A publicação WLT World Literature Today, pediu que fossem nomeadas as obras mais influentes, escrita em qualquer língua, mas traduzida para o Inglês, publicadas desde Novembro de 1989.
Esta data é importante, porque serve de referência para a abertura do leste, fim da guerra fria com a queda do muro de Berlim.
José Saramago, através do "Ensaio sobre a Cegueira", é reconhecido com esta nomeação.
O mundo que segue, ou considera a influência deste tipo de escolhas, tem mais uma janela aberta para a entrada no mundo Saramaguiano.
Aqui o Link do World Literature Today
Link para as 25 obras escolhidas, em
As part of World Literature Today magazine’s November 2014 cover feature focusing on central European literature since the fall of the Berlin Wall, the editors invited 25 writers to nominate one book that most influenced their own writing or ways of seeing the world. Nominations were open to any book-length work—written in any language and published since November 1989—as long as it could be read in English. The longlist was then published on WLT’s blog, and readers were invited to vote for their three favorites. Here are the top ten results, along with the nominating statements for the three winning titles:
José Saramago (Portugal)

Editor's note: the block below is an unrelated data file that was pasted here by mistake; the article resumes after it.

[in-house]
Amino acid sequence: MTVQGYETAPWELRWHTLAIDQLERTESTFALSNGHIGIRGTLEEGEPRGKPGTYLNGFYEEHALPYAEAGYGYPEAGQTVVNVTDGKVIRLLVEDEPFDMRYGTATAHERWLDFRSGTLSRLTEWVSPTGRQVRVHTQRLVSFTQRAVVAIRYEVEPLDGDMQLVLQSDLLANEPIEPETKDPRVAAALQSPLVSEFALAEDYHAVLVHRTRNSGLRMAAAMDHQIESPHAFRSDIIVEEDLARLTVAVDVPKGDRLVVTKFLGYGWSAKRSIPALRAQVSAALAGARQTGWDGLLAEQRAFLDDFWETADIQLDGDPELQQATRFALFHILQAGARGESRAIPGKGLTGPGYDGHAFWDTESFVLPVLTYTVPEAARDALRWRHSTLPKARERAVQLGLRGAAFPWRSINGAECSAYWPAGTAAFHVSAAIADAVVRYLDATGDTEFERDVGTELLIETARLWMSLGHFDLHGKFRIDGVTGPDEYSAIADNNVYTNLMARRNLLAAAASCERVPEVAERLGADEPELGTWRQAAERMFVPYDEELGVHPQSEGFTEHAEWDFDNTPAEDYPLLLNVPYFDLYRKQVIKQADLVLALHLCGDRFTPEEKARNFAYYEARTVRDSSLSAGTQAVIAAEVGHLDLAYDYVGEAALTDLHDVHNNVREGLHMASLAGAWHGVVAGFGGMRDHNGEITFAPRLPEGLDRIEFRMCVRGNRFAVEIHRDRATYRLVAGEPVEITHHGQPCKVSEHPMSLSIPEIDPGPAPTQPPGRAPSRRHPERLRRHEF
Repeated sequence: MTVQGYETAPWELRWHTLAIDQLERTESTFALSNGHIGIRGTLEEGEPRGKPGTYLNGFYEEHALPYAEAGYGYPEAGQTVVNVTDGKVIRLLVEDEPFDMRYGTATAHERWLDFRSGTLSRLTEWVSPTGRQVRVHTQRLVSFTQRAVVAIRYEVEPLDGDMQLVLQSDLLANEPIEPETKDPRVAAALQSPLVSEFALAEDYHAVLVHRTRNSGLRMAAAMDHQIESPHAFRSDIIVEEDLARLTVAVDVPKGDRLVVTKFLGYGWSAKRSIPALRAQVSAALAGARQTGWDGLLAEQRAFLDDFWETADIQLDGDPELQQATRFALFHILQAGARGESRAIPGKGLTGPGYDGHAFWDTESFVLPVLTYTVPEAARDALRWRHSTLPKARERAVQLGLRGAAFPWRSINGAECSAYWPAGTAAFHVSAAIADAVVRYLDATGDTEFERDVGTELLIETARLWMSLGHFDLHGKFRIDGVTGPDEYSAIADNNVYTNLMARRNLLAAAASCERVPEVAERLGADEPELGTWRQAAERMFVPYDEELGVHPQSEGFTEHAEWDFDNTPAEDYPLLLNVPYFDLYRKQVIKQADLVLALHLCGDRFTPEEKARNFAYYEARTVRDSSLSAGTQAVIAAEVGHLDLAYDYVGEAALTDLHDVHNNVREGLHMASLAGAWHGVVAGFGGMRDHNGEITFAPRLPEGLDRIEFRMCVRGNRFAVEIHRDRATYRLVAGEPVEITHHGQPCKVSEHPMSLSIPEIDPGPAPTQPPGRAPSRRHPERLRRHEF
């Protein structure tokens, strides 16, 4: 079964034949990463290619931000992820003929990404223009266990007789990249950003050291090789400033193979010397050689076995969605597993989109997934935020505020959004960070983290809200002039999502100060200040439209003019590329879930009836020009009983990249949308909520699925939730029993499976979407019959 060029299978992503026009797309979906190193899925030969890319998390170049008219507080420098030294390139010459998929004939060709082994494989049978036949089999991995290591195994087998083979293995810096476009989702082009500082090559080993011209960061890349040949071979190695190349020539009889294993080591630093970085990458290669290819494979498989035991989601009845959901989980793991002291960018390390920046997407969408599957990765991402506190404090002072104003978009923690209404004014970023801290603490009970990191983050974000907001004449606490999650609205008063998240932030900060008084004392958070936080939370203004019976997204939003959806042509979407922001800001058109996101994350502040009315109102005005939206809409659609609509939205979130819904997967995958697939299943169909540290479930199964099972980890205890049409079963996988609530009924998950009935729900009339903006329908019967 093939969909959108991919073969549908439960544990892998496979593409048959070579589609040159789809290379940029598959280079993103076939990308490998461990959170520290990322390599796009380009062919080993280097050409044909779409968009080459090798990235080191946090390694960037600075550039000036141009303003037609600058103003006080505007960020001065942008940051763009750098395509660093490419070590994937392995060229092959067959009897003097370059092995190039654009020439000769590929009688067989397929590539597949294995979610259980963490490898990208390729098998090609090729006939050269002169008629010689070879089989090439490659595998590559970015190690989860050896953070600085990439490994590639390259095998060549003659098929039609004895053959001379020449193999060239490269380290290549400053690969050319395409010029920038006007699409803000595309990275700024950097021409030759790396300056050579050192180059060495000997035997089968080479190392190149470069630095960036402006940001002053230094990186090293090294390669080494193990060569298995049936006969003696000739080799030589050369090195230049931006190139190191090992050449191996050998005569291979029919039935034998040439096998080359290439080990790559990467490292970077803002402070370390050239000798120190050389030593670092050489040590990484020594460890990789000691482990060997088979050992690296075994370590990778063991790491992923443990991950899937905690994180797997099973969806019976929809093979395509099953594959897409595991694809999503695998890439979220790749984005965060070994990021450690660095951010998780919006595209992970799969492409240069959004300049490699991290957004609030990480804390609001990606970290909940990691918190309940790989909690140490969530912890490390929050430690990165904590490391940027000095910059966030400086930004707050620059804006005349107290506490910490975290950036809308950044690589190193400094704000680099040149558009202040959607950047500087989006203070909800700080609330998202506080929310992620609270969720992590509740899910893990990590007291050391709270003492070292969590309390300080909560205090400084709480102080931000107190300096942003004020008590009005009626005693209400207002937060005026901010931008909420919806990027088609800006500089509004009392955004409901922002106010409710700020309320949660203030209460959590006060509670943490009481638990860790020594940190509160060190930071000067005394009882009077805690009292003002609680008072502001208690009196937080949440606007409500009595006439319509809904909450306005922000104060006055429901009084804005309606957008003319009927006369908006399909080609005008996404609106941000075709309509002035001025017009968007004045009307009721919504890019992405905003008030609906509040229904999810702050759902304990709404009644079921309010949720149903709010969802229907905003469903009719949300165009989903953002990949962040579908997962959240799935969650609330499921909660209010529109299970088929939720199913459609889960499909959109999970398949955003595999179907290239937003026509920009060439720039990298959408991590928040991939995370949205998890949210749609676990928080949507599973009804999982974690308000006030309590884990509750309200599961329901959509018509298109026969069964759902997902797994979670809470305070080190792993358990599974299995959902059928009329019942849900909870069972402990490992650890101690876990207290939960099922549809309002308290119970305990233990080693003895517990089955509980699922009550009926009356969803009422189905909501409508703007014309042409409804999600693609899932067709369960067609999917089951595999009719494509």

Blindness, tr. Giovanni Pontiero, 1995/1998
Laila Lalami and Mahmoud Saeed on José Saramago:
“In Blindness, the people of an unnamed city lose their sight one after another. As the epidemic spreads, social order breaks down and people commit acts of unspeakable horror as well as occasional acts of kindness. Throughout the novel, Saramago makes readers see that, no matter what society we live in, we remain constrained by our cultural perceptions and prejudices and rarely question the state of the world around us.” [LL]
“What I love about literature in general and the novel in particular is the degree of human consciousness involved. Saramago’s Blindness talks about humanity’s struggle with savagery, which is a very old struggle. People have passed laws to rein in evil for thousands of years; however, if we find ourselves in a place where there are no laws, we revert to being primitives and beasts. The novel proposes no particular solution but rather leaves us to think about various personal, individual solutions.” [MS]